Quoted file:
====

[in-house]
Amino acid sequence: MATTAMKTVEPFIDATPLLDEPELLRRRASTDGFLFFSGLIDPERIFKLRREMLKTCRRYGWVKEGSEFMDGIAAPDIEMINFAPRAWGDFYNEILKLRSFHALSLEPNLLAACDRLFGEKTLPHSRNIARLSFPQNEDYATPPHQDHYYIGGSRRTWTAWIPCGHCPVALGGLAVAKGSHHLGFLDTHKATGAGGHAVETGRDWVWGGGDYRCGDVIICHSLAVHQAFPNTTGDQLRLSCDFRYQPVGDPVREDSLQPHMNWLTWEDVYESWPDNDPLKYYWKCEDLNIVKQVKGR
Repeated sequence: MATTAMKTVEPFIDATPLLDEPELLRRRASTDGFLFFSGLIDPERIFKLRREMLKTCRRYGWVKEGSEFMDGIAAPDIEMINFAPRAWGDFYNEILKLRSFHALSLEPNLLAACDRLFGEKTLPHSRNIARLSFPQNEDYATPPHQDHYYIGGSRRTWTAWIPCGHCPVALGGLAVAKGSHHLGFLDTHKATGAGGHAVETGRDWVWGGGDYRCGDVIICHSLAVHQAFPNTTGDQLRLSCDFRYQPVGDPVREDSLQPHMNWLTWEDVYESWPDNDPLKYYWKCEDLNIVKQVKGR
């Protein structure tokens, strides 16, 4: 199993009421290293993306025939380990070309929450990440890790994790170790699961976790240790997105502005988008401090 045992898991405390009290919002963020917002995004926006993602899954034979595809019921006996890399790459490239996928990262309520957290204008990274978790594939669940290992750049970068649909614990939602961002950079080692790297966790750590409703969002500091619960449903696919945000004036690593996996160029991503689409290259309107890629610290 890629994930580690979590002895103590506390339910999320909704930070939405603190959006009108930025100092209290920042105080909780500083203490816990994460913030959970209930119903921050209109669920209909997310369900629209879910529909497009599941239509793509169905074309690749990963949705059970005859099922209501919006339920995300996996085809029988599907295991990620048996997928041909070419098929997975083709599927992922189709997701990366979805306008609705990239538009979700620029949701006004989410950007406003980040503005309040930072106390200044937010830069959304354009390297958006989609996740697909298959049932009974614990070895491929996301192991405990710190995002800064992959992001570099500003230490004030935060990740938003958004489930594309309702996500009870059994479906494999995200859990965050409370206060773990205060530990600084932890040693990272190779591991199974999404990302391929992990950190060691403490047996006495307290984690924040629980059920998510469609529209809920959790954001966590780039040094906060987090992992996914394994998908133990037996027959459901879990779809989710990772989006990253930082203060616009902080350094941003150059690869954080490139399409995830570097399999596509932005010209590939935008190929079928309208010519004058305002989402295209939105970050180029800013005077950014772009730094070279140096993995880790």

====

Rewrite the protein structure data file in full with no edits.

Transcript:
[in-house]
Amino acid sequence: MATTAMKTVEPFIDATPLLDEPELLRRRASTDGFLFFSGLIDPERIFKLRREMLKTCRRYGWVKEGSEFMDGIAAPDIEMINFAPRAWGDFYNEILKLRSFHALSLEPNLLAACDRLFGEKTLPHSRNIARLSFPQNEDYATPPHQDHYYIGGSRRTWTAWIPCGHCPVALGGLAVAKGSHHLGFLDTHKATGAGGHAVETGRDWVWGGGDYRCGDVIICHSLAVHQAFPNTTGDQLRLSCDFRYQPVGDPVREDSLQPHMNWLTWEDVYESWPDNDPLKYYWKCEDLNIVKQVKGR
Repeated sequence: MATTAMKTVEPFIDATPLLDEPELLRRRASTDGFLFFSGLIDPERIFKLRREMLKTCRRYGWVKEGSEFMDGIAAPDIEMINFAPRAWGDFYNEILKLRSFHALSLEPNLLAACDRLFGEKTLPHSRNIARLSFPQNEDYATPPHQDHYYIGGSRRTWTAWIPCGHCPVALGGLAVAKGSHHLGFLDTHKATGAGGHAVETGRDWVWGGGDYRCGDVIICHSLAVHQAFPNTTGDQLRLSCDFRYQPVGDPVREDSLQPHMNWLTWEDVYESWPDNDPLKYYWKCEDLNIVKQVKGR
């Protein structure tokens, strides 16, 4: 199993009421290293993306025939380990070309929450990440890790994790170790699961976790240790997105502005988008401090 045992898991405390009290919002963020917002995004926006993602899954034979595809019921006996890399790459490239996928990262309520957290204008990274978790594939669940290992750049970068649909614990939602961002950079080692790297966790750590409703969002500091619960449903696919945000004036690593996996160029991503689409290259309107890629610290 890629994930580690979590002895103590506390339910999320909704930070939405603190959006009108930025100092209290920042105080909780500083203490816990994460913030959970209930119903921050209109669920209909997310369900629209879910529909497009599941239509793509169905074309690749990963949705059970005859099922209501919006339920995300996996085809029988599907295991990620048996997928041909070419098929997975083709599927992922189709997701990366979805306008609705990239538009979700620029949701006004989410950007406003980040503005309040930072106390200044937010830069959304354009390297958006989609996740697909298959049932009974614990070895491929996301192991405990710190995002800064992959992001570099500003230490004030935060990740938003958004489930594309309702996500009870059994479906494999995200859990965050409370206060773990205060530990600084932890040693990272190779591991199974999404990302391929992990950190060691403490047996006495307290984690924040629980059920998510469609529209809920959790954001966590780039040094906060987090992992996914394994998908133990037996027959459901879990779809989710990772989006990253930082203060616009902080350094941003150059690869954080490139399409995830570097399999596509932005010209590939935008190929079928309208010519004058305002989402295209939105970050180029800013005077950014772009730094070279140096993995880790």